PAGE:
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Skype saves the day

<p>Users wanting to call home from abroad are increasingly turning toSkype’s Internet telephony service to the detriment of internationalcarriers, new data showed.<br /></p><p></p>

Users wanting to call home from abroad are increasingly turning to Skype’s Internet telephony service to the detriment of international carriers, new data showed.

“Skype is now the largest provider of cross-border communications in the world, by far,” said Stephan Beckert, analyst at research firm TeleGeography yesterday.

Skype’s technology allows consumers to make practically free long-distance calls over the Internet on fixed lines. It is mostly used on desktops but Skype has made the move into mobile too and it now comes pre-installed on some cell phones.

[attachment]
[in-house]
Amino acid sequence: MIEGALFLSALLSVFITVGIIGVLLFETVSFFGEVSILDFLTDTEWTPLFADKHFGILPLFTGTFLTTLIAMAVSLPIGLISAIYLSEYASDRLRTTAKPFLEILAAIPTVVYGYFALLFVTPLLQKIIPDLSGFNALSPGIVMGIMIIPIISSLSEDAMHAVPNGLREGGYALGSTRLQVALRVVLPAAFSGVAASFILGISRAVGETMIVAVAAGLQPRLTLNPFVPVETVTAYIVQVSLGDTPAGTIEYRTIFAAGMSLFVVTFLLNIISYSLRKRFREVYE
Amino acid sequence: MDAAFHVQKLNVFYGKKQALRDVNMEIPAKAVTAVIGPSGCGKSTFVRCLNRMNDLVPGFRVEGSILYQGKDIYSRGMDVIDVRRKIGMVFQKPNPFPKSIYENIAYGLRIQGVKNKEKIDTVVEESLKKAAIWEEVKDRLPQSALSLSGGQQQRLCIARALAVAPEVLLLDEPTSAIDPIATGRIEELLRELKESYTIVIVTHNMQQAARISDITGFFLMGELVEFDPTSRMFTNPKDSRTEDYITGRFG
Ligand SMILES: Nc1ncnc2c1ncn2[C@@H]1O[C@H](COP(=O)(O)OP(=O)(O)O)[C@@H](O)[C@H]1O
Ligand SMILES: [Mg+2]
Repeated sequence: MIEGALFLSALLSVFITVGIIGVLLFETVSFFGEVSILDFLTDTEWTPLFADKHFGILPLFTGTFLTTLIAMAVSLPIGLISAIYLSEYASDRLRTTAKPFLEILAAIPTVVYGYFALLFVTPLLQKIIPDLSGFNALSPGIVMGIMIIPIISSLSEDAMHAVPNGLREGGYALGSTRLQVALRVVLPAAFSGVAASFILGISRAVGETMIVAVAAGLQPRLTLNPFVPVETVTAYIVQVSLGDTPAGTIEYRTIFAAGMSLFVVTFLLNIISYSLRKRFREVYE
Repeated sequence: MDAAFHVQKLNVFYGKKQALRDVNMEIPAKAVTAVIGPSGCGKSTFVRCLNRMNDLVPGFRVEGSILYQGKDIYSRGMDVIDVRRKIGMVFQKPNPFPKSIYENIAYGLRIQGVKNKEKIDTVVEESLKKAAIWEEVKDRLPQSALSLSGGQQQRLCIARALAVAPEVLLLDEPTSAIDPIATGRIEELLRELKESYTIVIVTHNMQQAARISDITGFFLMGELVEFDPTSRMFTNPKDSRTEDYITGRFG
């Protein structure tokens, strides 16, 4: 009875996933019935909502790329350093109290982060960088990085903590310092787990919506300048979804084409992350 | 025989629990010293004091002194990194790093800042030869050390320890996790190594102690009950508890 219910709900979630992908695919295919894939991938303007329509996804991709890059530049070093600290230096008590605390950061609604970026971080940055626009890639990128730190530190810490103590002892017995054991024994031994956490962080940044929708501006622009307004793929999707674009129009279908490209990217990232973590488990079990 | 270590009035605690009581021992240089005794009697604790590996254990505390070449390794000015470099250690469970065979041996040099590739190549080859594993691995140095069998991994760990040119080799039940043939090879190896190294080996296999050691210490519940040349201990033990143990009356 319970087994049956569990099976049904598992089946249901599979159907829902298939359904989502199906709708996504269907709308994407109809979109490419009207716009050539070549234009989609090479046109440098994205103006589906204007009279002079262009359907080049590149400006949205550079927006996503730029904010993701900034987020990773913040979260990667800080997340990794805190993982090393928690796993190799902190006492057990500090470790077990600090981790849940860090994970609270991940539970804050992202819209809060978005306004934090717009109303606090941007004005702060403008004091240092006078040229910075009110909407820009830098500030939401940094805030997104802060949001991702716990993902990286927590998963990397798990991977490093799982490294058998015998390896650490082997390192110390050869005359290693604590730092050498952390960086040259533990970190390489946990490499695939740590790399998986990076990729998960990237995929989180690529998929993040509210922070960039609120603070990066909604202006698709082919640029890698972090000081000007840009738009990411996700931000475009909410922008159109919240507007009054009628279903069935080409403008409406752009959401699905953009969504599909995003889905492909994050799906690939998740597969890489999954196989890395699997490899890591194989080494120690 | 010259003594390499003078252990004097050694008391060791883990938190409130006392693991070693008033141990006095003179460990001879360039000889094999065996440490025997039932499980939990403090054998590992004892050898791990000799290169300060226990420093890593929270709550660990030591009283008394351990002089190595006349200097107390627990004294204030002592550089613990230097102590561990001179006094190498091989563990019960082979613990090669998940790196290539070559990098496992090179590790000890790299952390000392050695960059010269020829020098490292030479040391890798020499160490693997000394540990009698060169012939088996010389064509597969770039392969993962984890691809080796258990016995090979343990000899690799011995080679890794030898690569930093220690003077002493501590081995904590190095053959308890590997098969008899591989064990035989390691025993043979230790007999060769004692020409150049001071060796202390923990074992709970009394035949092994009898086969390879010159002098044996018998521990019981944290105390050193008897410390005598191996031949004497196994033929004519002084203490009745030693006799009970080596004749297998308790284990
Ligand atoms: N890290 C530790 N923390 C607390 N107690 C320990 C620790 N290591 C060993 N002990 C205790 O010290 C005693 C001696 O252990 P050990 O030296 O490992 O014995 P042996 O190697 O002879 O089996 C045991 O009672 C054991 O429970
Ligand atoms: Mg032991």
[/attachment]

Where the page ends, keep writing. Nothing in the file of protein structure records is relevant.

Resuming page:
According to the firm’s data, over the past 25 years, international call volume from telephones has grown at a compounded annual rate of 15 percent.

In the past two years, however, this growth has slowed to only 8 percent, rising from 376 billion minutes in 2008 to an estimated 406 billion minutes last year.

By comparison, Skype’s on-Net international traffic between two Skype users grew 51 percent in 2008, and is projected to grow 63 percent in 2009, to 54 billion minutes.

In general, TeleGeography said, “demand for international voice has been remarkably robust, but it’s clearly not recession-proof.”